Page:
RMCAT WG M. Zanaty
Internet-Draft Cisco
Intended status: Informational V. Singh
Expires: February 8, 2015 Aalto University
S. Nandakumar
Z. Sarker
Ericsson AB
August 7, 2014

RTP Application Interaction with Congestion Control


Interactive real-time media applications that use the Real-time Transport Protocol (RTP) over the User Datagram Protocol (UDP) must use congestion control techniques above the UDP layer since it provides none. This memo describes the interactions and conceptual interfaces necessary between the application components that relate to congestion control, including the RTP layer, the higher-level media codec control layer, and the lower-level transport interface, as well as components dedicated to congestion control functions.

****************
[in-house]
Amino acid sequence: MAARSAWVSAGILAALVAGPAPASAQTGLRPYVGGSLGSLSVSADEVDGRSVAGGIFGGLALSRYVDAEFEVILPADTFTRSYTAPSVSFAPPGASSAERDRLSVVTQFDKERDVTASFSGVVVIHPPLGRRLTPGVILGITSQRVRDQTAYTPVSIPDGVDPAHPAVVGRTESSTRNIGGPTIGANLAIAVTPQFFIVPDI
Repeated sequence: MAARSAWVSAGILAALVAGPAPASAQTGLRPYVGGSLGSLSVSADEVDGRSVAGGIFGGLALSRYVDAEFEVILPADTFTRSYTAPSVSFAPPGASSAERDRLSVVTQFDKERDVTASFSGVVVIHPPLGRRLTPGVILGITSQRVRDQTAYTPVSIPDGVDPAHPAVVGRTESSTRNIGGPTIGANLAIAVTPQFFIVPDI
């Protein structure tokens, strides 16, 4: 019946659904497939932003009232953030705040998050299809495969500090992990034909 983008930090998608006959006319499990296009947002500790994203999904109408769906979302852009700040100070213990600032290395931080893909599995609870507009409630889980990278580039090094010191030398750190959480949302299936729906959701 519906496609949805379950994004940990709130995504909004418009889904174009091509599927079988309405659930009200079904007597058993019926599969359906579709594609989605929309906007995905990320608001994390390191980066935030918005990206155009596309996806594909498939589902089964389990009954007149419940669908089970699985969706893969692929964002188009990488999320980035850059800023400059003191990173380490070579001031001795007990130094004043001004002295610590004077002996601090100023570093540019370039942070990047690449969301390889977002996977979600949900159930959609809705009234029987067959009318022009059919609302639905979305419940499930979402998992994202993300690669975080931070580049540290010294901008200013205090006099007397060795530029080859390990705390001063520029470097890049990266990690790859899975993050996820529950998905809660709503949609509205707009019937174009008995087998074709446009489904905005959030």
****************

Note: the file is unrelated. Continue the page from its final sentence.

Status of This Memo

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Table of Contents

1. Introduction

Interactive real-time media applications most commonly use RTP [RFC3550] over UDP [RFC0768]. Since UDP provides no form of congestion control, which is essential for any application deployed on the Internet, these RTP applications have historically implemented one of the following options at the application layer to address their congestion control requirements.

  1. For media with relatively low packet rates and bit rates, such as many speech codecs, some applications use a simple form of congestion control that stops transmission permanently or temporarily after observing significant packet loss over a significant period of time, similar to the RTP circuit breakers [I-D.ietf-avtcore-rtp-circuit-breakers].